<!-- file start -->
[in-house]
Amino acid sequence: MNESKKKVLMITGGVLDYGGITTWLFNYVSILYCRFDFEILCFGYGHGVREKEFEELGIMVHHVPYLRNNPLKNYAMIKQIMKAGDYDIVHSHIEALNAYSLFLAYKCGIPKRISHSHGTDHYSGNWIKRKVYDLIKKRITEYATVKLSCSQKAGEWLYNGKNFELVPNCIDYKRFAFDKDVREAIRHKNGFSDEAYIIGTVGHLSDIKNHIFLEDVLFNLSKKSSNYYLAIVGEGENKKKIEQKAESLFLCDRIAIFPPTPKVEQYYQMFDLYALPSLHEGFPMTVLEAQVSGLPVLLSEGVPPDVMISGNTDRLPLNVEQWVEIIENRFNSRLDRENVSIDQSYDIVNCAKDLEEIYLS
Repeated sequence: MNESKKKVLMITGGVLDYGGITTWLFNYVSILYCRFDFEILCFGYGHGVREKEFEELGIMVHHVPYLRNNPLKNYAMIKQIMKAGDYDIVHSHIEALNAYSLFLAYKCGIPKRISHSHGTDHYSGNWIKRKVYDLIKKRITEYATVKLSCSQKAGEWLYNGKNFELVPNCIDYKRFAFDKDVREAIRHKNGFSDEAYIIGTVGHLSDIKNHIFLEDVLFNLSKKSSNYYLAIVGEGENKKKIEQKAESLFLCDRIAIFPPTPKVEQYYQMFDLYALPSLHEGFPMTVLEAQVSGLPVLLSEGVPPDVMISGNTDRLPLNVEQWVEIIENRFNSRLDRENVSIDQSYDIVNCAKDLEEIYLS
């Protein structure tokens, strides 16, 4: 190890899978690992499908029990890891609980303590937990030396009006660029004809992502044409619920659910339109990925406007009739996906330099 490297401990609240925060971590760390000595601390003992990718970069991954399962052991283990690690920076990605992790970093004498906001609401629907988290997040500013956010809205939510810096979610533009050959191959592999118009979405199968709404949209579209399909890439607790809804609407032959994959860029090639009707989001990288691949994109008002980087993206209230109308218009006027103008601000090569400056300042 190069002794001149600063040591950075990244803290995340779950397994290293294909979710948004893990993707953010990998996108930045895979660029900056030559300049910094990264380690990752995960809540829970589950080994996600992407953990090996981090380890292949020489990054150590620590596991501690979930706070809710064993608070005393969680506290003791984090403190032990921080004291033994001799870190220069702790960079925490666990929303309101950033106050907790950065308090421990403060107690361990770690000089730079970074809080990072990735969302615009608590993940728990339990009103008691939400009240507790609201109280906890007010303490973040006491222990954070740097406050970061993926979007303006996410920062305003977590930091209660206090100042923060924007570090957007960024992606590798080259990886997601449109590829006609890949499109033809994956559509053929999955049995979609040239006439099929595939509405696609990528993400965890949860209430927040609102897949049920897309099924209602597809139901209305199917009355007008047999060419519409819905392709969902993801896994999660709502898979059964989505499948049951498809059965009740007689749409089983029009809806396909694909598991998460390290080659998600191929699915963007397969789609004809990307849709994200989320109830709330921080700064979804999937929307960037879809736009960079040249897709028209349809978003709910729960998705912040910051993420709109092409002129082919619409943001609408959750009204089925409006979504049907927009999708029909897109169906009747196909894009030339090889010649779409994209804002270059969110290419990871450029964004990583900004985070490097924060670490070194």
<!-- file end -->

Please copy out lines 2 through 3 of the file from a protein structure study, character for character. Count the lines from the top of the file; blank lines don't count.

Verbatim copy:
Amino acid sequence: MNESKKKVLMITGGVLDYGGITTWLFNYVSILYCRFDFEILCFGYGHGVREKEFEELGIMVHHVPYLRNNPLKNYAMIKQIMKAGDYDIVHSHIEALNAYSLFLAYKCGIPKRISHSHGTDHYSGNWIKRKVYDLIKKRITEYATVKLSCSQKAGEWLYNGKNFELVPNCIDYKRFAFDKDVREAIRHKNGFSDEAYIIGTVGHLSDIKNHIFLEDVLFNLSKKSSNYYLAIVGEGENKKKIEQKAESLFLCDRIAIFPPTPKVEQYYQMFDLYALPSLHEGFPMTVLEAQVSGLPVLLSEGVPPDVMISGNTDRLPLNVEQWVEIIENRFNSRLDRENVSIDQSYDIVNCAKDLEEIYLS
Repeated sequence: MNESKKKVLMITGGVLDYGGITTWLFNYVSILYCRFDFEILCFGYGHGVREKEFEELGIMVHHVPYLRNNPLKNYAMIKQIMKAGDYDIVHSHIEALNAYSLFLAYKCGIPKRISHSHGTDHYSGNWIKRKVYDLIKKRITEYATVKLSCSQKAGEWLYNGKNFELVPNCIDYKRFAFDKDVREAIRHKNGFSDEAYIIGTVGHLSDIKNHIFLEDVLFNLSKKSSNYYLAIVGEGENKKKIEQKAESLFLCDRIAIFPPTPKVEQYYQMFDLYALPSLHEGFPMTVLEAQVSGLPVLLSEGVPPDVMISGNTDRLPLNVEQWVEIIENRFNSRLDRENVSIDQSYDIVNCAKDLEEIYLS